(see following sections). For example, if a mutation defining a gene of interest has been mapped to a region of the genome for which the entire DNA sequence is known, the “candidate gene” approach can be used to identify it. Computer analysis of the genomic sequence can predict which sequences in the region represent coding sequences and open-reading frames (ORFs) of genes and what proteins these DNA sequences encode. It is then often possible to guess one or a few most likely candidate genes and confirm that one of these is correct by sequencing one (or preferably more) mutant allele and finding the responsible sequence alteration(s) or by expressing the candidate gene to see if its encoded product reverts the mutant phenotype back to wild type.

A new method called genomic mismatch scanning (GMS), using DNA microchip technology, will allow more rapid identification of the candidate gene and the mutational lesion in one step. Oligonucleotides representing the entire sequences of all candidate genes in the region to be tested, as well as all possible single base-change mutational variants of each sequence, are synthesized and fixed in an indexed array on a microchip (see description of the method in Chapter 5). The chip is then annealed to differently labeled probes from nonmutant and mutant forms of the cloned gene. By comparing these patterns, both the correct candidate gene and the nature of the mutational lesion can be determined.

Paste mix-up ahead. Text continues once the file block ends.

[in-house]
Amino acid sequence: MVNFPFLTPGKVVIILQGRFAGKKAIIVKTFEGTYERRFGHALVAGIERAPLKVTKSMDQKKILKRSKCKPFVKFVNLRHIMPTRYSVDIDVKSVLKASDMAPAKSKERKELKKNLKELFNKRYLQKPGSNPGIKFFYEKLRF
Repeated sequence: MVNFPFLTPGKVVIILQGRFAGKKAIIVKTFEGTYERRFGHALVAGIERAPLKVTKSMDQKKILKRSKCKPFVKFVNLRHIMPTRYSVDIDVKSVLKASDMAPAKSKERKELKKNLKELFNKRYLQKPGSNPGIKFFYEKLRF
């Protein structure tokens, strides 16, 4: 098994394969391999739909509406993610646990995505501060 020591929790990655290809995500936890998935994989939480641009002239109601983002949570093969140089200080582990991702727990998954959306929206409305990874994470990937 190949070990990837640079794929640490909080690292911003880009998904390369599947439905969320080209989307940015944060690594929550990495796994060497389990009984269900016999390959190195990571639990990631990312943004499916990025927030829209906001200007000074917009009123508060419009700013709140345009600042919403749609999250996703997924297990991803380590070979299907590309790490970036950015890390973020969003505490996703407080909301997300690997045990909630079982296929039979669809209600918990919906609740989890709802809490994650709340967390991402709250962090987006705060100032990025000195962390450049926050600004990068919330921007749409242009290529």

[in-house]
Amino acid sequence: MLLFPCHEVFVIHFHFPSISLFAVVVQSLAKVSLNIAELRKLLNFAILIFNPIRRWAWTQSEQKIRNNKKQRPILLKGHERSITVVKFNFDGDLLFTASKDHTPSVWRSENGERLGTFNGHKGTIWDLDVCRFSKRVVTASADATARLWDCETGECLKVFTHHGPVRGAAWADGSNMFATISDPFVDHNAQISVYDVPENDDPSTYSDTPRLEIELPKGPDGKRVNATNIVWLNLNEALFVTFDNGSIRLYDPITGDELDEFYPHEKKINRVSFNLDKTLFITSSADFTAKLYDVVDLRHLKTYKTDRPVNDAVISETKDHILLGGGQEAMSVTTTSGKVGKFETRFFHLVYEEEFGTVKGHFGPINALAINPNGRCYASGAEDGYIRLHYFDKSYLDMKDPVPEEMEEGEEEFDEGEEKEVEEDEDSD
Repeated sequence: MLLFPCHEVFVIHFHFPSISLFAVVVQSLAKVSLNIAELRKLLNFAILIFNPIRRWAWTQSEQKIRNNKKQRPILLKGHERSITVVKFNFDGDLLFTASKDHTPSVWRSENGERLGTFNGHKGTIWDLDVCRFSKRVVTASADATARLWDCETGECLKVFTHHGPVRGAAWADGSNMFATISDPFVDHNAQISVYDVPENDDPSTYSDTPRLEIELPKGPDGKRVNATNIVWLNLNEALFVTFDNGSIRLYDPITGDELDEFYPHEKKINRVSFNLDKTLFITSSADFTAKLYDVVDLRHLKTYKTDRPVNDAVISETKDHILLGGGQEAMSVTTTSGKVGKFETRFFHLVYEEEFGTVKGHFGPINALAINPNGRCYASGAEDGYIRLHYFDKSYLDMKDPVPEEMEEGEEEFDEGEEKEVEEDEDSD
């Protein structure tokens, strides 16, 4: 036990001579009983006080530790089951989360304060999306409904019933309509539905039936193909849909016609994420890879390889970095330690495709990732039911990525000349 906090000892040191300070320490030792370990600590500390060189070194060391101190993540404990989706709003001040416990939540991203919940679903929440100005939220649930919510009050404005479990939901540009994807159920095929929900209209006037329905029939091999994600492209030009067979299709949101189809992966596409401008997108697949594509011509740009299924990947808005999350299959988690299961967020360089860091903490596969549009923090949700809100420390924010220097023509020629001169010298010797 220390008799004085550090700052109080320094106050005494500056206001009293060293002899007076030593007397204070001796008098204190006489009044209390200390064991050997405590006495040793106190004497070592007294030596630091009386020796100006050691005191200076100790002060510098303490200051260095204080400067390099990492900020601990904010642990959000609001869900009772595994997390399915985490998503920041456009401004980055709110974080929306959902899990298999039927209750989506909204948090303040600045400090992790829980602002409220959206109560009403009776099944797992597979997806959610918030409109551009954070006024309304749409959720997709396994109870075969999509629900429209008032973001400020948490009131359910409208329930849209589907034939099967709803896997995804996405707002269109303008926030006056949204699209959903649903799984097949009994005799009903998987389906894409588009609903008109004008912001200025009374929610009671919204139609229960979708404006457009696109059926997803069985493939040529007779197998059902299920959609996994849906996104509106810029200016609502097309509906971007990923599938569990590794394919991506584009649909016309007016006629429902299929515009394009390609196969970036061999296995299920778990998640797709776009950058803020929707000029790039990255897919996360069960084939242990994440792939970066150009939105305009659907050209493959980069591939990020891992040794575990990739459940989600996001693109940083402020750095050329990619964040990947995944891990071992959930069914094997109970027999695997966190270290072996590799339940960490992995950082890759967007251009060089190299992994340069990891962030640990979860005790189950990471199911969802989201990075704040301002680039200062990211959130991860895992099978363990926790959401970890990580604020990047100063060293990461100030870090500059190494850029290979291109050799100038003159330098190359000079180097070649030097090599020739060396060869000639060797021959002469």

Reverse Genetics

With the increasing availability of genomic sequence information, the following somewhat different approach is becoming more useful for studying biological processes, especially in organisms such as mammals, for which the forward genetic approach is difficult. It is called reverse genetics, because it starts with a cloned gene of potential interest. The cloned gene is then used to obtain animals with defects in the gene or its expression for functional analysis. The steps in this approach are as follows:

  1. Identify a gene of interest from its sequence (e.g., the mouse homolog of a developmentally important gene in Drosophila) and obtain a clone of the gene by standard methods based on sequence similarity (such as screening a mouse library (collection) of genomic DNA clones with the cloned Drosophila gene).

  2. Determine its expression pattern (as described above) for clues to its function.

  3. Inactivate the gene (often referred to as “knocking out,” “targeted inactivation,” or “homologous recombination” of the gene) and observe the phenotypic consequences for more definitive information on function. This can be done either transiently, by injection of an antisense or double-stranded mRNA that specifically prevents gene expression, or permanently (preferable, but requiring considerably more effort), by generating animals that carry a null mutation in the gene. In the nematode C. elegans, the double-stranded mRNA method works



The National Academies | 500 Fifth St. N.W. | Washington, D.C. 20001
Copyright © National Academy of Sciences. All rights reserved.
Terms of Use and Privacy Statement